NewBuy scheme for first-time buyers in Hendon

Waterside homes at Hendon will be sold to first-time buyers with the help of the NewBuy deposit scheme
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Welsh Harp Reservoir
The homes at Hendon Waterside sit alongside the beautiful Welsh Harp Reservoir created in the 19th century to provide water for Londoners
This all sounds like déjà vu but in 1819 London was suffering from a dire shortage of water. The solution dreamed up by the authorities was to dam the River Brent, in north London, and create a reservoir with enough water to fill three million bathtubs.

It took a further 15 years to get the plan approved and built but today the Welsh Harp Reservoir, now surrounded by mature parkland, is not only a continuing source of water for London but home to several top-notch sailing and windsurfing clubs. Before long it will also become home to about 2,000 households, as Barratt Homes works on a scheme occupying a 30-acre site that sits alongside the water.

The first residents will move in to Hendon Waterside in September. Pricing is competitive. Studio flats are available at £159,950, one-bedroom properties from £189,000 and two-bedroom flats at £290,000. And buyers can use the Government's NewBuy scheme, which means they can beat the deposit trap with a 95 per cent loan.

Hendon Waterside is an almost unique opportunity to enjoy lakeside living in central(ish) London. The site is around six miles from Marble Arch and served by Hendon Station, 10 minutes' walk away, with Thameslink services to St Pancras in 16 minutes.

"The views are amazing and it is affordable," said Gary Patrick, sales director for Barratt London. "It is well-connected by road and you are very close to Brent Cross shopping centre and only a couple of miles from Hampstead."

Hendon Waterside
From £159,950: for a studio flat at Hendon Waterside. Visit

Redevelopment promise

The downsides are that those roads are awfully busy at rush hour, there will be building work on the site for many, many years (Barratt has no time-frame for completion) and West Hendon is — to put it generously — rather drab, with a grievous lack of shops, bars and restaurants.

Patrick, however, is taking the Field of Dreams view that if Barratt builds it people will come. "These sorts of facilities will follow the housing," he said. "This is a regeneration and that is what people are buying into."

If you want a more established location in London, another Barratt project, also available under NewBuy, is Osiers in Wandsworth, being built at the junction of the River Thames and its Bell Lane Creek at the mouth of the river Wandle.

The centrepiece of the scheme, designed by the award-winning architect John Assail, is a 21-storey tower. When it is completed in 2014 it will contain 275 flats, of which 186 are being sold privately (the rest will be sold on a shared ownership basis or rented, by the housing association A2 Dominion).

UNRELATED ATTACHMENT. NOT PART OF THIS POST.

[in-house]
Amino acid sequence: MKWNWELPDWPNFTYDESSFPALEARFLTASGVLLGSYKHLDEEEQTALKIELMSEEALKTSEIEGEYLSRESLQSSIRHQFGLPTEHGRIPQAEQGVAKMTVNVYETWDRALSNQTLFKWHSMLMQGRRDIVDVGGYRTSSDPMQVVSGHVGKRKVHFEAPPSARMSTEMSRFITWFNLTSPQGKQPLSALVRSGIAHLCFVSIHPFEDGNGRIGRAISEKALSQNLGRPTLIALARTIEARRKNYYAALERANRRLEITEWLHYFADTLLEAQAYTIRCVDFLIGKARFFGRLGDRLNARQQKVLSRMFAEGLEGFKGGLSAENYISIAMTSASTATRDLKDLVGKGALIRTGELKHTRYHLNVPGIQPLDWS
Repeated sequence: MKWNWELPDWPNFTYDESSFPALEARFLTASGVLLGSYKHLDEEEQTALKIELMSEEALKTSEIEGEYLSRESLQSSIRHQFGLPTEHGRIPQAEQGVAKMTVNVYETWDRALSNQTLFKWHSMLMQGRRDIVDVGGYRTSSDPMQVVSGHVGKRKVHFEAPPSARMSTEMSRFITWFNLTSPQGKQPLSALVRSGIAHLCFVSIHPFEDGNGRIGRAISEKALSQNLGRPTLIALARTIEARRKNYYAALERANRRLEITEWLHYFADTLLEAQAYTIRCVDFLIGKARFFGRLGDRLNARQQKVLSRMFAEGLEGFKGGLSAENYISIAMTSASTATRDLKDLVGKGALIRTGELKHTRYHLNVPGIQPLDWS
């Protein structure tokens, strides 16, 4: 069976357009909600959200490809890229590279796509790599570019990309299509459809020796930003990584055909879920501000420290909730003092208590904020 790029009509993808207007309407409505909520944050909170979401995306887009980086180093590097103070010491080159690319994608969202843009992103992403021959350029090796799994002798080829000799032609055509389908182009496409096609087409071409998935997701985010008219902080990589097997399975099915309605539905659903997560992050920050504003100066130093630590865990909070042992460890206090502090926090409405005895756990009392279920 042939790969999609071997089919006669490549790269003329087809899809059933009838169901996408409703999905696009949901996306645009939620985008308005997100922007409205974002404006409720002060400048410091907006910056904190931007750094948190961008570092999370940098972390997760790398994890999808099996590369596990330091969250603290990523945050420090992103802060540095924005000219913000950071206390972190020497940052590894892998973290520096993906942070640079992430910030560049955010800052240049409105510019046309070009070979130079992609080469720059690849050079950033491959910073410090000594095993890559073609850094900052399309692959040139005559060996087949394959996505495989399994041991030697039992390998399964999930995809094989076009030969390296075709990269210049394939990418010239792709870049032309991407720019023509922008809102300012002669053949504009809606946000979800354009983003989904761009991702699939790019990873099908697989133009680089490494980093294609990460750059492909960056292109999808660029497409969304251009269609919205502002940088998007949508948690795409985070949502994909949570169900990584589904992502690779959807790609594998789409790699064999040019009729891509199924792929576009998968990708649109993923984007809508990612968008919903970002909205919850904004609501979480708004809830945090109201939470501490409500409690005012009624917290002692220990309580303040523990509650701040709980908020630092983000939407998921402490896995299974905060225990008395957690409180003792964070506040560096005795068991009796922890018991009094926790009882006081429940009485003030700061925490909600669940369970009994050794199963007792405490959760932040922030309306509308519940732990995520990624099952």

The excellent location close to Wandsworth Park and the great shops, bars and restaurants of both Wandsworth Town and Putney, mean this is a more expensive option. One-bedroom flats start at £305,000, and two-bedroom start at £450,000.

Transport links are good. Trains from Wandsworth Town to Waterloo take 15 minutes. Alternatively take the District Line from East Putney.

Because both of these schemes are eligible under NewBuy, which was launched by the Government in March, Patrick Law, Barratt's head of corporate affairs, hopes they will appeal to buyers currently priced out the market thanks to the hefty deposits being demanded by banks.

"At the end of the day it will give people choice," he said. "Previously, if you did not have up to a 20 per cent deposit, you were forced into rental."

The NewBuy scheme is available on properties priced up to £500,000 for first-time buyers and those hoping to move up the ladder. There is no upper income limit, although the banks will only grant mortgages up to a level they believe buyers can afford.

Buyers priced out?

The big downside is that while a smaller deposit requirement is welcome, the four banks so far participating in NewBuy are charging punitive interest rates of around six per cent (buyers with a 25 per cent deposit could get a deal at around 2.5 per cent). This means monthly costs will be high, sparking concern that the flagship policy is still pricing many buyers out.

Law says that, despite this, interest in the scheme has been high — nationwide Barratt is fielding some 1,400 enquiries each week. Whether those enquiries are morphing into sales is another matter.

It is early days for NewBuy. Law says: "Do we think it is a good scheme? Absolutely. It really targets a lot of people who have been locked out of the market because of the size of the deposit."

For information on both schemes visit For information on NewBuy visit

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